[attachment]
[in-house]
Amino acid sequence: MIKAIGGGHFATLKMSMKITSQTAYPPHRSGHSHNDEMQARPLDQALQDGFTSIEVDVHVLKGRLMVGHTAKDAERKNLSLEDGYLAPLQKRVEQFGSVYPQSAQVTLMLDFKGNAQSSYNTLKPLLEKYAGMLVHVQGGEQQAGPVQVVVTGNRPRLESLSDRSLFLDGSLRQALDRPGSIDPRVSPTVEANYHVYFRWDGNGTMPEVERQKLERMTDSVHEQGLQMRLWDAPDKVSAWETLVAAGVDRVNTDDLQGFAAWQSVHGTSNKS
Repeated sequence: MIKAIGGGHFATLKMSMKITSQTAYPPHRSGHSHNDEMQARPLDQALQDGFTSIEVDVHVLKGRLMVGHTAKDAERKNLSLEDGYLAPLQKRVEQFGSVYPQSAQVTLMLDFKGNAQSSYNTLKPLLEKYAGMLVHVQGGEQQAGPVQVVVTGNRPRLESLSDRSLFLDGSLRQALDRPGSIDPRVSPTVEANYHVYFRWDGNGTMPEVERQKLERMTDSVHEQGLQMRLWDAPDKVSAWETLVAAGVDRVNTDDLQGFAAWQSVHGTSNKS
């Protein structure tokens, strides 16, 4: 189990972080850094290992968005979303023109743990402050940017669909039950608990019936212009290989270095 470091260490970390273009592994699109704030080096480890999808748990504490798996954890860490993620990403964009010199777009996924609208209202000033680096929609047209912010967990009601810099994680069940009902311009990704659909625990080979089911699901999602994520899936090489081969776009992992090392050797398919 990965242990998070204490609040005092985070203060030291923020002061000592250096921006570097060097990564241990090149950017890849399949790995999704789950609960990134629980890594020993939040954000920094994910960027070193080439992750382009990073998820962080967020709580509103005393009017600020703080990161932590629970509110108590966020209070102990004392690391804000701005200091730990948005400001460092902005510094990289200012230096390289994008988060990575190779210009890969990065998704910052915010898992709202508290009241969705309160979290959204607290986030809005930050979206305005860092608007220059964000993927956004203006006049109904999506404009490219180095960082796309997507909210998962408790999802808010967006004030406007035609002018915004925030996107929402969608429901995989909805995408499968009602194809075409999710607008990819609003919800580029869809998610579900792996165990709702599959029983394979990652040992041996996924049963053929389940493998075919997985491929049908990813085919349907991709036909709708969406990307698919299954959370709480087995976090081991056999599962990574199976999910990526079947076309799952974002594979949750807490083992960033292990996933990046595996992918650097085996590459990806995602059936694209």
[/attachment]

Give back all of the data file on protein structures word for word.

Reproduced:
[in-house]
Amino acid sequence: MIKAIGGGHFATLKMSMKITSQTAYPPHRSGHSHNDEMQARPLDQALQDGFTSIEVDVHVLKGRLMVGHTAKDAERKNLSLEDGYLAPLQKRVEQFGSVYPQSAQVTLMLDFKGNAQSSYNTLKPLLEKYAGMLVHVQGGEQQAGPVQVVVTGNRPRLESLSDRSLFLDGSLRQALDRPGSIDPRVSPTVEANYHVYFRWDGNGTMPEVERQKLERMTDSVHEQGLQMRLWDAPDKVSAWETLVAAGVDRVNTDDLQGFAAWQSVHGTSNKS
Repeated sequence: MIKAIGGGHFATLKMSMKITSQTAYPPHRSGHSHNDEMQARPLDQALQDGFTSIEVDVHVLKGRLMVGHTAKDAERKNLSLEDGYLAPLQKRVEQFGSVYPQSAQVTLMLDFKGNAQSSYNTLKPLLEKYAGMLVHVQGGEQQAGPVQVVVTGNRPRLESLSDRSLFLDGSLRQALDRPGSIDPRVSPTVEANYHVYFRWDGNGTMPEVERQKLERMTDSVHEQGLQMRLWDAPDKVSAWETLVAAGVDRVNTDDLQGFAAWQSVHGTSNKS
């Protein structure tokens, strides 16, 4: 189990972080850094290992968005979303023109743990402050940017669909039950608990019936212009290989270095 470091260490970390273009592994699109704030080096480890999808748990504490798996954890860490993620990403964009010199777009996924609208209202000033680096929609047209912010967990009601810099994680069940009902311009990704659909625990080979089911699901999602994520899936090489081969776009992992090392050797398919 990965242990998070204490609040005092985070203060030291923020002061000592250096921006570097060097990564241990090149950017890849399949790995999704789950609960990134629980890594020993939040954000920094994910960027070193080439992750382009990073998820962080967020709580509103005393009017600020703080990161932590629970509110108590966020209070102990004392690391804000701005200091730990948005400001460092902005510094990289200012230096390289994008988060990575190779210009890969990065998704910052915010898992709202508290009241969705309160979290959204607290986030809005930050979206305005860092608007220059964000993927956004203006006049109904999506404009490219180095960082796309997507909210998962408790999802808010967006004030406007035609002018915004925030996107929402969608429901995989909805995408499968009602194809075409999710607008990819609003919800580029869809998610579900792996165990709702599959029983394979990652040992041996996924049963053929389940493998075919997985491929049908990813085919349907991709036909709708969406990307698919299954959370709480087995976090081991056999599962990574199976999910990526079947076309799952974002594979949750807490083992960033292990996933990046595996992918650097085996590459990806995602059936694209």